Student: Samuel Lepage
Advisor: Nik Luka
Studio: Directed Research Project
Year/Term: Fall 2015
With this thesis project I adopt a camp/trans-inspired attitude towards conservation of conventional built heritage as a way to question and challenge some of the usual processes defining the established “good practice” of conservation. Through this exercise, I demonstrate the application of an approach I conceptualized this summer that distances itself from the protective and romanticizing ideologies currently guiding practice by seeing conservation as an opportunity to model, interpret and curate a transing heritage body.
The framework I have put together can be summarized by three main principles characterizing a “camp” sensibility. The first principle is liminality, which implies that transformation is no longer seen as a threat to heritage values, but as a good opportunity for growth and improvement through which a body (building) is actualized vis-à-vis its context. The transformations relate to the existing body. It translates in the production of frivolous reinterpretations of architecturally relevant forms so that a creative process is generated from the existing body and results in a taste for the artificial in which difference of materials and contemporary technologies are celebrated rather than subordinated to the existing. It also involves playfully-inverted situations that provides users with a certain distance vis-à-vis the transformed building so they can observe simultaneously what it used to be and what it has become – the body’s previous and present narratives.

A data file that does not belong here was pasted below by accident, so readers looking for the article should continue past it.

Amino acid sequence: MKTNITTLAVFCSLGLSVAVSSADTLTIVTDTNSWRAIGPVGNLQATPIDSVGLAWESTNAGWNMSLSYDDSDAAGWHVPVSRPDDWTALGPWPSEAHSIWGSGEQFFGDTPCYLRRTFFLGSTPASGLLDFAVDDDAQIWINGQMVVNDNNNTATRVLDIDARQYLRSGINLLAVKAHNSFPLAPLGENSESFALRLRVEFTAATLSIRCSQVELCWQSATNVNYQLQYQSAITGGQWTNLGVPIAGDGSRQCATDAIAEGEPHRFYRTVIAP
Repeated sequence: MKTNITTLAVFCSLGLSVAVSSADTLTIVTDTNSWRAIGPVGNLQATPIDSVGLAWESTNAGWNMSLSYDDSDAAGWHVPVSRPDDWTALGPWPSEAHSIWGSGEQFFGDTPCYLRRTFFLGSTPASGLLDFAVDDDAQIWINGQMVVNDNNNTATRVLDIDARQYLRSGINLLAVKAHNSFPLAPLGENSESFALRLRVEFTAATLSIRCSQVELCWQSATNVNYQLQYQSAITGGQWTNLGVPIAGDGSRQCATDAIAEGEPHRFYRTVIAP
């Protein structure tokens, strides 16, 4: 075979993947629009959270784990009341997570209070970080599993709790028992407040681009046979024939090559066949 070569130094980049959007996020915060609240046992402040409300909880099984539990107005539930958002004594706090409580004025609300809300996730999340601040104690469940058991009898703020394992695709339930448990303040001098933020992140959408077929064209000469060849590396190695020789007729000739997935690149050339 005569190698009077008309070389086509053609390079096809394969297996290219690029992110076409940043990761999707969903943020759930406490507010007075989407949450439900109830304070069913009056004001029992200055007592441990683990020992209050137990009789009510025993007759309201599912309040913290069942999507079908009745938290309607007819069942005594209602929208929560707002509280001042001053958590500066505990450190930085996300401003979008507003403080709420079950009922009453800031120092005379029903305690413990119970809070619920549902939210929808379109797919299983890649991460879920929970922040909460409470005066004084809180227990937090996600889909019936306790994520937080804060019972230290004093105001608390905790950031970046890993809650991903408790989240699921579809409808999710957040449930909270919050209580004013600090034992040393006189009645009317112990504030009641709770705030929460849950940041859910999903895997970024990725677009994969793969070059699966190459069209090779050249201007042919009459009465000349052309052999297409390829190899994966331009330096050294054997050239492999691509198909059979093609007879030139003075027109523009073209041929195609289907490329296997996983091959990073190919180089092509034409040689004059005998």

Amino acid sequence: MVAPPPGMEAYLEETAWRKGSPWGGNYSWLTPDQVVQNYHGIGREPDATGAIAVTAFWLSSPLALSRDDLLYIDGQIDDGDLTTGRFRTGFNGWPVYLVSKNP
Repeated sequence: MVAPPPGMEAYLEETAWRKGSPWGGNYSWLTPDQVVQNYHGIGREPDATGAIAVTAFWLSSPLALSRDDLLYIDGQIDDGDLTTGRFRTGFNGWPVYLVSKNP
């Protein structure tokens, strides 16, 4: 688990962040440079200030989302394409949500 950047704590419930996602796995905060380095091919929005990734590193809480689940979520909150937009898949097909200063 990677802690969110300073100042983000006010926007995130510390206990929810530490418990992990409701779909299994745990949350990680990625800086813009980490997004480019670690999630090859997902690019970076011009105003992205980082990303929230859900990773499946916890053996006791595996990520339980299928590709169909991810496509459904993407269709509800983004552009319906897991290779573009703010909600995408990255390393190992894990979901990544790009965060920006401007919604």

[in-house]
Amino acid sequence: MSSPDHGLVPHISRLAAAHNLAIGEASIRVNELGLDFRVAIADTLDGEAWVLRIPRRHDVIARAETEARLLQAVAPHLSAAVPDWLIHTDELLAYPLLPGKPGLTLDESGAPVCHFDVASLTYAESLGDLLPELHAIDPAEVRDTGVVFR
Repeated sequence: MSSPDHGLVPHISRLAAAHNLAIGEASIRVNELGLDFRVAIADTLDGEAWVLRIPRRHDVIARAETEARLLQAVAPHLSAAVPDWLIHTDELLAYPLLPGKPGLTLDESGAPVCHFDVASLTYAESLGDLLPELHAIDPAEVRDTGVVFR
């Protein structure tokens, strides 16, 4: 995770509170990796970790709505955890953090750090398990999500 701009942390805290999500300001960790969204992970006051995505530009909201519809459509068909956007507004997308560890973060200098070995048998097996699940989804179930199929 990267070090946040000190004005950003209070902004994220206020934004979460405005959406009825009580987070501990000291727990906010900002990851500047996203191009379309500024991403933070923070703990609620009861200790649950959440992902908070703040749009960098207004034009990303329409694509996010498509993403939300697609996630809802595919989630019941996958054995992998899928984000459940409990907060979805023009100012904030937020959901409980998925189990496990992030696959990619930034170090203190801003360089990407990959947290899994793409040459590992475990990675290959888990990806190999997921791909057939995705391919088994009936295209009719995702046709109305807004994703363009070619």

This experiment is carried on the former Hôpital de la Miséricorde located at the eastern end of Montreal’s downtown area. Commissioned in 1853 by the Nuns of Mercy to the architect Victor Bourgeau, the building is a progressively built ensemble of pavilions that expanded following the growth of the religious mission to provide support for vulnerable populations. The initial convent evolved over the years to host a hospice for unwed mothers, an orphanage, a nursing school, a maternity hospital and clinic. The Building became a government property in 1973 and was adapted into a long-term care facility and a day clinic until declared structurally unsafe and shut down in the early 2000’s.
The project inserts a new program to revive the relevance of the building in its context transforming it into a Campus of Public Health. Taking advantage of the newly-erected CHUM nearby, my proposition groups on a single site the Directeur de la Santé Publique de Montréal, the Institut Nationale de la Santé Publique du Québec, as well as the Faculty of Public Health of the Université de Montréal, which would bring a potential population of 1500 students and experts in public health to this vacated historic building on a daily basis.